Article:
Monday, March 14, 2016

Sand Opera Lenten Journey Day 34: Saying to the Prisoners: Come out! (Black Site I) + Marwa Helal and Angele Ellis

Sand Opera Lenten Journey Day 34: Saying to the Prisoners: Come out! (Black Site I) + Marwa Helal and Angele Ellis

Saying to the prisoners: Come out!
To those in darkness: Show yourselves!
Along the ways they shall find pasture,
on every bare height shall their pastures be.
            --Isaiah 49

“Black Site (Exhibit I)” by Marwa Helal


poems do the work journalism can't and dreams do the work only dreams can do. i dreamed a dream within this poem: the fly wishes for the prisoner's freedom at the exact moment the prisoner sees the fly and wishes for its freedom. imagining it slipping underneath the door. in waking, i skim the headlines. one reads: guantanamo detainee refuses offer of release after 14 years in prison. the one who wrote it, his name is "savage." which is real? and which is dream?

the unlikely is likely in reality and in dreaming. journalism is the work of those who are sleeping. poetry is the work of dreaming and dreams do the work of awaking. we each arrive in the same dream with slight variations: a boy dreams the fly goes unnoticed and his mother dreams of swatting it splat on the door, it crumples in another's hand but the fly is now free as the prisoner is awakening in his sleep. shhh. the prisoner has become a poet and you've walked into the unacknowledged legislator's dream.

--Marwa Helal's poetry has appeared in Day One and The Offing. Her other writing has been published in Poets & Writers, American Book Review, Entropy Magazine, and elsewhere. More at: or @marwahelal

Scene II: Another part of the island. / On “Black Site: Exhibit I” by Angele Ellis

Finger a page of vegetable vellum, tender as the hide of a stillborn calf. Every cell points towards Mecca. Be not afeard; the isle is full of noises… Open, sesame: near the floor, at the ceiling. Close the opaque camera eye, the slop bucket that is a perfect circle, a silent scream. …Sometimes a thousand twangling instruments…

Open the chain near that thin rectangle of mattress, invisible manacle tethering an ankle, unmarked collar prisoning a fungible neck. Open air between steel bars. Open moon and sun over relentless artificial light …Will hum about mine ears, and sometime voices… Open nine steps paced by seven. Open black boxes, black ops, and blackened names, unlabeled containers of sacred ashes, unmapped territories of rendition.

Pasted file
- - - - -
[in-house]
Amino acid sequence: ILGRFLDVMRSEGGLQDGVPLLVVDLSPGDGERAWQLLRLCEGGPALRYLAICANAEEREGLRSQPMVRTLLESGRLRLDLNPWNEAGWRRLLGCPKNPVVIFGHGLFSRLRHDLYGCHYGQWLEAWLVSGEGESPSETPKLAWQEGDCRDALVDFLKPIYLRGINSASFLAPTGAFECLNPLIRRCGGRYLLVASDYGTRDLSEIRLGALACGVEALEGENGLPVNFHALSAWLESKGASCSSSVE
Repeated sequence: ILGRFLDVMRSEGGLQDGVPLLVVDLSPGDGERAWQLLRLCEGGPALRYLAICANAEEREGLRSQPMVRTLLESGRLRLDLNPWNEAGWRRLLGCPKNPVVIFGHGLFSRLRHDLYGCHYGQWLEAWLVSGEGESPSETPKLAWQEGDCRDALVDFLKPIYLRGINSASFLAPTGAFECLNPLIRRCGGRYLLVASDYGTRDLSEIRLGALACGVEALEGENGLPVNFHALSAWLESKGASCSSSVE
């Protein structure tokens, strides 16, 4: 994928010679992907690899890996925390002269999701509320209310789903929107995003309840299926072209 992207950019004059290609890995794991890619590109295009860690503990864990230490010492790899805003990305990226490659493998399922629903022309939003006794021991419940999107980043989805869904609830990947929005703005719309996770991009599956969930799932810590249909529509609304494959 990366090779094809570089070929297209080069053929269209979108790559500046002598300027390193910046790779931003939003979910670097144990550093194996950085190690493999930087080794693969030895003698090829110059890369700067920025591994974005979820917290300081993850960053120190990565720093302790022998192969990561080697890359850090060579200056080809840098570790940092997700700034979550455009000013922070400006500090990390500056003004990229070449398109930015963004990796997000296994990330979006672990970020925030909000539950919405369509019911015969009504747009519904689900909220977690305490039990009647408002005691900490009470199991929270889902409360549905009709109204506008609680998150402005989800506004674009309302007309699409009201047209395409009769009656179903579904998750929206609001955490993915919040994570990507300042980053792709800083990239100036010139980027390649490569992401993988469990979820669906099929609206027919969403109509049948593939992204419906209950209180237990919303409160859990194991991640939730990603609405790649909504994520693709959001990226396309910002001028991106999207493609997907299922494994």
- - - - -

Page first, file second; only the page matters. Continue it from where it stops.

Welcome o thousand-eyed fly, panopticon of mind over mind, a single pair of vellum wings and searching tongue. …That if I then had waked after a long sleep… Joy in this smallest thrumming heart, unsought companion captured and released with hands transparent as a fasting saint’s. …The clouds methought would open and show riches… Liberate the space bar and the meter, and then leave so you may live …when I waked, / I cried to dream again.

Angele Ellis is author of Arab on Radar (Six Gallery Press) and Spared (A Main Street Rag Editors’ Choice Chapbook). Her poetry, fiction, and reviews have appeared in over fifty publications and ten anthologies; she is a contributing editor to Al Jadid Magazine. She lives in Pittsburgh. Note: Lines in italics are spoken by Caliban in Shakespeare’s “The Tempest,” Act 3, Scene 2.


Angele said...

I am struck by the symmetry and synergy between Marwa Halal's "dreamwork" and my "Scene II: Another Part of the Island." The evocations of dreaming and waking, the blurred lines between almost unimaginable reality and fantasy...the fly in the hand, freed whether crushed or released...the prisoner refusing release in Marwa's piece being named "savage," and Shakespeare's Caliban making his way into my piece.
Each day's meditations in "Sand Opera Lenten Journey" have guided my own admittedly unconventional Lenten journey. Thank you, friends and cousins. Thank you, Phil.

Philip Metres said...

Thanks for your parts in it, Angele! I seem to be struggling toward the finish line (yesterday I had a thousand things to do), but it's been a good discipline. It helps to know others are on the way as well.